Buff Review Show- Goes Canyoneering for a spot of Open-Air Surgery
With the DVD release imminent in most regions, it seems as good a time as any to post my review for 127 Hours, Danny’s Boyle’s Oscar hopeful hit from the award season just gone, starring James Franco. Plus a good friend of mine (and employer) @xeroxeroxero, from www.inretrospectpodcast.com (check out my affiliates for another link), just recently saw ‘Slumdog Millionaire’, another great Boyle film, so this goes out to Xero!
127 Hours is based off the book, which is based off the real-life experience, of Aron Ralston, an American mountain climber, outdoor enthusiast and now public speaker. He gained fame in May 2003 when, while canyoneering in Utah, he was forced to amputate his lower right arm with a dull knife in order to free himself after his arm became trapped by a boulder. The film is presented autobiographically of the events leading up to that incident, and the five and a bit days he spent trapped there, trying to keep himself alive and free himself, all the while losing in to the elements and the restraints of his body when put under the pressure and strain of the situation.
There is no sense in trying to hide what happens as many people know what happened to Rolston on that incident, but even if you don’t remember it from then you may have read his book, obviously titled “Between a Rock and a Hard Place” because presumably “Dude, Where’s My Right Arm? Oh Wait, it’s Trapped Under this Boulder!” wouldn’t fit on the front cover… Or indeed you would have read about this film recently because of all the fuss surrounding it coming up to Oscar season. Each year we all need a good autobiographical retelling of a recent American tale that is always equal measures touching and tragic and patriotic, see last year’s perpetrator The Blind Side, for which Sandra Bullock won the Oscar for. Deservedly, I have to say, as it is still a standout performance, but it is the story and the script itself that she worked with that did a lot of the work.
But this film deserves at least 90% of the hype it is trying to steal away from The King’s Speech, Colin Firth’s opportunity to win every award ever made it seems. And while there are plenty of other films around vying for everyone attention, the problem is we haven’t seen the vast majority of those films nominated for awards- Black Swan is yet to be released along with True Grit and The Fighter, all of which are set to pick up several awards apiece.
So we have 127 Hours, out of the starting blocks a few weeks ahead of the competition but by no means was it rushed out. The film is polished to within an inch of its life, but that special kind of Hollywood polish that doesn’t glamorize and reduce the impact of the original incident. This is like taking a priceless Ming Vase and polishing it with gravel using a handful of wire wool and then transporting said vase in a box padded only with iron filings and faulty Swiss-army knives. And still the Ming Vase comes out looking just as good as before. And that’s what 127 Hours is- a priceless piece of cinema that is both fragile and incredible in equal measure but isn’t afraid to get itself dirty for the sake of staying true to it’s concept.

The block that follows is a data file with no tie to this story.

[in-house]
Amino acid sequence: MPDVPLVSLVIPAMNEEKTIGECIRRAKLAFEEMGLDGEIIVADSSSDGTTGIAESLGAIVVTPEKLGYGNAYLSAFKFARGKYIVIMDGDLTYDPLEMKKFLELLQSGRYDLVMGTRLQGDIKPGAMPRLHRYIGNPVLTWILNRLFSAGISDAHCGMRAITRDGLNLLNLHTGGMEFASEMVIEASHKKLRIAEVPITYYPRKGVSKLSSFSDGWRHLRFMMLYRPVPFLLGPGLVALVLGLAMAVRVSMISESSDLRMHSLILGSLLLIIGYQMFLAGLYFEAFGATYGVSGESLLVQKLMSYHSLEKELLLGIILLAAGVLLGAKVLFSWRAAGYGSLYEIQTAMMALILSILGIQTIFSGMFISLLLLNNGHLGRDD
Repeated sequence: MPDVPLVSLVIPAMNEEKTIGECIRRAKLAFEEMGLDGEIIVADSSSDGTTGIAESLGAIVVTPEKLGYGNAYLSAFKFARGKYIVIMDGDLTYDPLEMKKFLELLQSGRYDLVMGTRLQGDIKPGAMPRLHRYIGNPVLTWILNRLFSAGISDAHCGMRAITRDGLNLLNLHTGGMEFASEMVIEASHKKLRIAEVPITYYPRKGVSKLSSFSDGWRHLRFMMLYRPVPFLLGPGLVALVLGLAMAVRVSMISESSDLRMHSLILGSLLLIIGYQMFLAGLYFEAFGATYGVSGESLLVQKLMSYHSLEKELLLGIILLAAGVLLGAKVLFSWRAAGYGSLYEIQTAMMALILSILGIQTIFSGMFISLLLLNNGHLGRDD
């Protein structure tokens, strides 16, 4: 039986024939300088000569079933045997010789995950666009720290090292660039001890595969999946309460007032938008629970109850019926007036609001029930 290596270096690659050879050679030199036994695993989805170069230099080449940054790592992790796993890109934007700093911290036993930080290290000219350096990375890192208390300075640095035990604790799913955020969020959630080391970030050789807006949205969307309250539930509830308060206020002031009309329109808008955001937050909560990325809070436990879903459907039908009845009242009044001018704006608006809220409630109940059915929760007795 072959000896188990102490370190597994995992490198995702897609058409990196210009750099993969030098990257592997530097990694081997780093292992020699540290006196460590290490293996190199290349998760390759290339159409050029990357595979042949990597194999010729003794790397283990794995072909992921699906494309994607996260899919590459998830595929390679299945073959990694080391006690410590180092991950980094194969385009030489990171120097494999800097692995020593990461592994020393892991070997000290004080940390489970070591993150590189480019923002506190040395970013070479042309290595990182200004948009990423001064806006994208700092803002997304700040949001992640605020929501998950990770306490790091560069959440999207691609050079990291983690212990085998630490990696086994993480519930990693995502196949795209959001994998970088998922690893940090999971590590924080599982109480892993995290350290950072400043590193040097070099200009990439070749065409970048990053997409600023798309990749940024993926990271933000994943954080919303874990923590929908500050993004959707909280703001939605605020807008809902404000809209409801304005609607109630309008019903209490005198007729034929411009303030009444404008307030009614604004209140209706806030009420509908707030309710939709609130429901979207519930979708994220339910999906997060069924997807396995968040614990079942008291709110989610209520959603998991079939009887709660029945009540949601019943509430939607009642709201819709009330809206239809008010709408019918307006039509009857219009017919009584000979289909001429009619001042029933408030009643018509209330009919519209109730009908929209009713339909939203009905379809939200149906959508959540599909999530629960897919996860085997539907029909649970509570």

The story goes Aron Rolston, seasoned climber and extreme sports enthusiast, was hiking/climbing/swimming/flirting his way across Blue John Canyon, Utah in 2003 when the incident happened that caused him to be stuck in the canyon trying to free himself for 127 hours. What we are treated to in roughly an hour of just James Franco and his mind and his final thoughts, wishes and visions as he spends those five days crucially trying to reserve his water, recycle his own urine, try to free his arm and indeed use what little resources he has (a cheap knife, ropes and cords, lights, camera, rucksack, map etc) to try and Blue Peter his way out of harm’s way and live to climb another ravine.
James Franco really does bring the sense of desperation that Rolston must have gone through. You can’t even begin to relate what it must have been like, and the research that went into this must have been phenomenal. Everything from Rolston’s dehydrated visions to his final recordings to the messages he leaves scraped on the canyon wall, all of it delivered and shot brilliant under the direction of Danny Boyle. The film is beautifully crafted from start to end, despite the slightly eye-straining split-screen moments the film has here and there, particularly THOSE opening credits… But the journey James Franco takes us on as he accurately depicts Aron Rolston’s descent into near death and near madness is endearing and heart-pummelling throughout.
But a warning to all of you venturing to the cinema to go and see this film! It is visceral! With a capital V, and maybe underlined several times in permanent marker. This is visceral multiplied by grim with a quick dash of intense. The scene right near the end of Rolston’s entrapment in the canyon is frighteningly realistic and difficult to watch even for those of us with the most hardened stomachs. One guy collapsed behind me, (a tad over-dramatically, I mean there was really no need to collapse AND throw your popcorn at me, but whatever…) but there have been reports of people fainting from watching the film here and there. If you can sit through an average episode of Casualty and some of the milder scenes from something like Saw don’t give you the proverbial willies, you should be okay.
Don’t say you haven’t been warned.
At the end of the day, the film is brilliant and deserves the credit it is due, and Danny Boyle had better have made plenty of room in his cabinet because I think this film is going to give the King’s Speech a run for it’s money a bit, if Natalie Portman’s Black Swan doesn’t get in there first that is!